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Neuroimage Clin. 2016 Dec 18;13:386-394. doi: 10.1016/j.nicl.2016.12.020. eCollection 2017.

The use of amino acid PET and conventional MRI for monitoring of brain tumor therapy.

Author information

1
Dept. of Neurology, University of Cologne, Cologne, Germany; Institute of Neuroscience and Medicine, Forschungszentrum Jülich, Jülich, Germany; Center of Integrated Oncology (CIO), Universities of Cologne and Bonn, Cologne, Germany.
2
Dept.of Clinical Physiology, Nuclear Medicine and PET, Rigshospitalet, University of Copenhagen, Copenhagen, Denmark.
3
Dept. of Radiological Sciences, David Geffen School of Medicine, University of California Los Angeles, Los Angeles, CA, United States.
4
Dept. of Nuclear Medicine, Clínica Universidad de Navarra, University of Navarra, Pamplona, Spain.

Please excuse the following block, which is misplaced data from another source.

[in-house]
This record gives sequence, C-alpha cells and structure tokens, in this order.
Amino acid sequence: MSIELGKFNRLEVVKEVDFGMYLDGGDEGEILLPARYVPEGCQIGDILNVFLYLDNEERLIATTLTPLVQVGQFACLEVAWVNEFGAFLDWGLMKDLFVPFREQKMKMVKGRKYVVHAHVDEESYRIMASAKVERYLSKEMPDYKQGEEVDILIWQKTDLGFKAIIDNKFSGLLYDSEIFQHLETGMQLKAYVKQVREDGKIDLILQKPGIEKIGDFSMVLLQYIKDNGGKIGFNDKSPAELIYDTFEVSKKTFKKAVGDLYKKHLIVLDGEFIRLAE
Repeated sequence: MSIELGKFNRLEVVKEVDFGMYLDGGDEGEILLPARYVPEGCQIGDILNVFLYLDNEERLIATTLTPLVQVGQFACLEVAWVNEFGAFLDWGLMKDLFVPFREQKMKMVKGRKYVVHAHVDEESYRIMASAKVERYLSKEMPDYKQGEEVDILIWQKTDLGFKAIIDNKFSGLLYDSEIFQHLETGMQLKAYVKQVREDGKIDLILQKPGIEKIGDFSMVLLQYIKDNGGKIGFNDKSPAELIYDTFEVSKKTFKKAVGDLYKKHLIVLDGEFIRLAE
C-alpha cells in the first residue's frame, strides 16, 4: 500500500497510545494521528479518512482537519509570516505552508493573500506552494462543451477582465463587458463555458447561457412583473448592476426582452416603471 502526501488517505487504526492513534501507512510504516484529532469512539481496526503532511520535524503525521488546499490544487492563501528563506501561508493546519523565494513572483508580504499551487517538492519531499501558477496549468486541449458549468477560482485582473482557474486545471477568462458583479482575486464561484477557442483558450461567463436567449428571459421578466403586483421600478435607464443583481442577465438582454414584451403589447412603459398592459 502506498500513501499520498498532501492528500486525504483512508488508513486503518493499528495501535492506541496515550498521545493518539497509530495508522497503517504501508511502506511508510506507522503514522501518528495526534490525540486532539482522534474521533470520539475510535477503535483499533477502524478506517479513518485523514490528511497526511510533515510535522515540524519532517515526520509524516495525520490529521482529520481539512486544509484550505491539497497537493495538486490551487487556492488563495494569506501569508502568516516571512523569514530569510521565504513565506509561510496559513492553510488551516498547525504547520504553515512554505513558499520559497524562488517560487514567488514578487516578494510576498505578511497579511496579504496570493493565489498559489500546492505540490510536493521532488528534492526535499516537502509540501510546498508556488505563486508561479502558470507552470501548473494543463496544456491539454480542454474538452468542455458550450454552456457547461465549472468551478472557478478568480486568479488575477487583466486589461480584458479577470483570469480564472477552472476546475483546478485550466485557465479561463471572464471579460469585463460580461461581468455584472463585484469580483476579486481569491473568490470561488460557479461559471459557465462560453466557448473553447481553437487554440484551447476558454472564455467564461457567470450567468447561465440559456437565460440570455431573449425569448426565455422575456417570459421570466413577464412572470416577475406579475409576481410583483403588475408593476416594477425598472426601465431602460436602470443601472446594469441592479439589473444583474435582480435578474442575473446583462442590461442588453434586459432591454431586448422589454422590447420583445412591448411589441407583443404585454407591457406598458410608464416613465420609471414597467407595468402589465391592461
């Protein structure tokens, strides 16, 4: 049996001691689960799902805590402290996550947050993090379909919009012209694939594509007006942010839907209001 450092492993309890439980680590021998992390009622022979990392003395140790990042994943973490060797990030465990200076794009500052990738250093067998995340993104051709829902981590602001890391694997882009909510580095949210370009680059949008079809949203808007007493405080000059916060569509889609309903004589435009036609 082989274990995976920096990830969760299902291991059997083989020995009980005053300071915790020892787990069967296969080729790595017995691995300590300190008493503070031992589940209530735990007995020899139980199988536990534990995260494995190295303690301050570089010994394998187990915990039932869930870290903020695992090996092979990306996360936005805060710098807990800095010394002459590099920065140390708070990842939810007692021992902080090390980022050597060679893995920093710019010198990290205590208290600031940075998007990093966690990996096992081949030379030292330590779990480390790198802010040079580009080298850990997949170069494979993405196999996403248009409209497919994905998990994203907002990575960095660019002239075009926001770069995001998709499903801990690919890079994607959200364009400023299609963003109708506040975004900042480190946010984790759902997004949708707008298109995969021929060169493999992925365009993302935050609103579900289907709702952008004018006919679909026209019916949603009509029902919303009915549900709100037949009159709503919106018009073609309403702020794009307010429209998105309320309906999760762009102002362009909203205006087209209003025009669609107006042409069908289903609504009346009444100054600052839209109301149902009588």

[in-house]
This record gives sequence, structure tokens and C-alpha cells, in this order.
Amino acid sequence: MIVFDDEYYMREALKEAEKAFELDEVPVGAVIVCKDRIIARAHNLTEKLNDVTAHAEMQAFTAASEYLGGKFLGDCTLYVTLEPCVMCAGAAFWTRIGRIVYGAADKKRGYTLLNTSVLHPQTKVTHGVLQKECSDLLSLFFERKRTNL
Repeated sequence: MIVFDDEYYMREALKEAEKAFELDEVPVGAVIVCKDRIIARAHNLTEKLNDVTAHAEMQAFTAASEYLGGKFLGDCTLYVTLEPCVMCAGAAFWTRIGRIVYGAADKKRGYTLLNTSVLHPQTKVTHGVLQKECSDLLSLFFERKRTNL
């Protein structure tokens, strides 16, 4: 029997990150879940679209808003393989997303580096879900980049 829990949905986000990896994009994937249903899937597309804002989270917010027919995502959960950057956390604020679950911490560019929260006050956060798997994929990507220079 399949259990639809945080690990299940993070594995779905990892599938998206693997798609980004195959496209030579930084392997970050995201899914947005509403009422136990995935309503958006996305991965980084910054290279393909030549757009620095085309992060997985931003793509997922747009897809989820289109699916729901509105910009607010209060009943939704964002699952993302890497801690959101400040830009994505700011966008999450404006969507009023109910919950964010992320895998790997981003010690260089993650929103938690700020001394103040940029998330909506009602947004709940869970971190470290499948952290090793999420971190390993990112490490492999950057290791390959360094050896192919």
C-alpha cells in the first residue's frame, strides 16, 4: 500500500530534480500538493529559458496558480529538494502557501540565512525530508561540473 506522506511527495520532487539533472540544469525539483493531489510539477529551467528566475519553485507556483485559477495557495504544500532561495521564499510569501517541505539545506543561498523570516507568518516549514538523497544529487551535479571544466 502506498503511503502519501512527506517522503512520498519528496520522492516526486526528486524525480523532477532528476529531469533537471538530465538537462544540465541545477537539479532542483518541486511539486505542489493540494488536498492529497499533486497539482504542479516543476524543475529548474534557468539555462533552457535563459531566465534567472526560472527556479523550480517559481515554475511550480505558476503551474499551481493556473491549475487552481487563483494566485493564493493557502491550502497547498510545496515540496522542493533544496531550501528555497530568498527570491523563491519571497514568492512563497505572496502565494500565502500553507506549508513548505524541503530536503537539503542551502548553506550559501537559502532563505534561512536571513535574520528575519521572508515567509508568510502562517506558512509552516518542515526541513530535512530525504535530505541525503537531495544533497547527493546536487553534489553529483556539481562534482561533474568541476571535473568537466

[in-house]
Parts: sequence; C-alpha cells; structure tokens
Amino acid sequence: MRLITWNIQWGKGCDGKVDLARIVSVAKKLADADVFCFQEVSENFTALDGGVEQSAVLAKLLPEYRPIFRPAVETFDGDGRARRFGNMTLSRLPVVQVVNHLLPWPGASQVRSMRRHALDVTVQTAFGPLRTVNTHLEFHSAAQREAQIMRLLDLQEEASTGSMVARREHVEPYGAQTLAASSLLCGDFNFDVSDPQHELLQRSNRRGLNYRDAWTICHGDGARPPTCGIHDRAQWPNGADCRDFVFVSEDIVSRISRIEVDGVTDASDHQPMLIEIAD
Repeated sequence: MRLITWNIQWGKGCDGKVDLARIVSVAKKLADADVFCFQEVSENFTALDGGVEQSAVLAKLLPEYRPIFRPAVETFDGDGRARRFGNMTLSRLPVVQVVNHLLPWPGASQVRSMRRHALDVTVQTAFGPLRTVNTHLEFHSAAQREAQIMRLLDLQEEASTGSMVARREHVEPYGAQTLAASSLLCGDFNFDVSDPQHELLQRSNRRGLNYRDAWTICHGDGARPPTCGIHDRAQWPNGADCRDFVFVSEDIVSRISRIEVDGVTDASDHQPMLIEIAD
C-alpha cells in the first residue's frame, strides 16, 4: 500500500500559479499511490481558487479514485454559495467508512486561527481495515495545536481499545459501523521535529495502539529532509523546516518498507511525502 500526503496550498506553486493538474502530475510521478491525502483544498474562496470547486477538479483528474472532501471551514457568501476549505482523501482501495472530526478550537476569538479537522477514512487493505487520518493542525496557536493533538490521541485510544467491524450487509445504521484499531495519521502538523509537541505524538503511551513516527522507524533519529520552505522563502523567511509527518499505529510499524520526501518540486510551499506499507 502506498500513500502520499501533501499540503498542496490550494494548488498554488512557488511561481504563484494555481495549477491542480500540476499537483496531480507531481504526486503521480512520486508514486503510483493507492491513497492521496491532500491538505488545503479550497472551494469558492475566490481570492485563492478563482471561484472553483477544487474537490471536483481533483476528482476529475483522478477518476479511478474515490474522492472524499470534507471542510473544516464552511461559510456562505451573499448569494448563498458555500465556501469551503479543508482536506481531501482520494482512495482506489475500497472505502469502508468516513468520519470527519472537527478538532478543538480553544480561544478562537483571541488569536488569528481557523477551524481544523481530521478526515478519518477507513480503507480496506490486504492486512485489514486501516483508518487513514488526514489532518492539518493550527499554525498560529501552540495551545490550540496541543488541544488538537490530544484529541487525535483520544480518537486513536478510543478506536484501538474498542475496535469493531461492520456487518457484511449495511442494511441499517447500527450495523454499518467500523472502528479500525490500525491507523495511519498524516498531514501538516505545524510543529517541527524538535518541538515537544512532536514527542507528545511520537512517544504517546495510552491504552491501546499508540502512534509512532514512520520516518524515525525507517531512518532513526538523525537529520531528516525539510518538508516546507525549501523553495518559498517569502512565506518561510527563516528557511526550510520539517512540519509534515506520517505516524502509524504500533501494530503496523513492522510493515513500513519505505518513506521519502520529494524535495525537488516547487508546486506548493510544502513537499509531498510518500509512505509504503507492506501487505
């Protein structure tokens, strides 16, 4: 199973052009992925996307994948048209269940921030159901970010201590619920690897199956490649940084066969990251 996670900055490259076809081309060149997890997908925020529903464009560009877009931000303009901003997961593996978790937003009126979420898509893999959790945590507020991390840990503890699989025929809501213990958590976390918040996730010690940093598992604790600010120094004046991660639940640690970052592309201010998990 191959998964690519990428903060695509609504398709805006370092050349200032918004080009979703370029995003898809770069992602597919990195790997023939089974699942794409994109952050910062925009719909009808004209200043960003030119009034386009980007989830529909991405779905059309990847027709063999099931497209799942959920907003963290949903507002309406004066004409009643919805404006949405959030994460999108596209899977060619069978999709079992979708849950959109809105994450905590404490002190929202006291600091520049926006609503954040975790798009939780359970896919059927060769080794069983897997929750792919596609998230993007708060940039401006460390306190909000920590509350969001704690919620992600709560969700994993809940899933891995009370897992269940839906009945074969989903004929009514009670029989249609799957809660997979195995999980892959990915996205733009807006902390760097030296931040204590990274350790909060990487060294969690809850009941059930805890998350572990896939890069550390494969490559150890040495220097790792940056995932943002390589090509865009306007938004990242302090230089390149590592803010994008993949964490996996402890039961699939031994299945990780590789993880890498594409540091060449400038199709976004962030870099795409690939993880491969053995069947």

5
Institute of Neuroscience and Medicine, Forschungszentrum Jülich, Jülich, Germany; Dept. of Nuclear Medicine, University of Aachen, Aachen, Germany.

Abstract

Routine diagnostics and treatment monitoring of brain tumors is usually based on contrast-enhanced MRI. However, the capacity of conventional MRI to differentiate tumor tissue from posttherapeutic effects following neurosurgical resection, chemoradiation, alkylating chemotherapy, radiosurgery, and/or immunotherapy may be limited. Metabolic imaging using PET can provide relevant additional information on tumor metabolism, which allows for more accurate diagnostics especially in clinically equivocal situations. This review article focuses predominantly on the amino acid PET tracers 11C-methyl-l-methionine (MET), O-(2-[18F]fluoroethyl)-l-tyrosine (FET) and 3,4-dihydroxy-6-[18F]-fluoro-l-phenylalanine (FDOPA) and summarizes investigations regarding monitoring of brain tumor therapy.

KEYWORDS:

Bevacizumab; Checkpoint inhibitors; FDOPA; FET; Glioma; Immunotherapy; MET; PET; Pseudoprogression; Pseudoresponse; Temozolomide

PMID:
28116231
PMCID:
PMC5226808
DOI:
10.1016/j.nicl.2016.12.020
[Indexed for MEDLINE]
Free PMC Article

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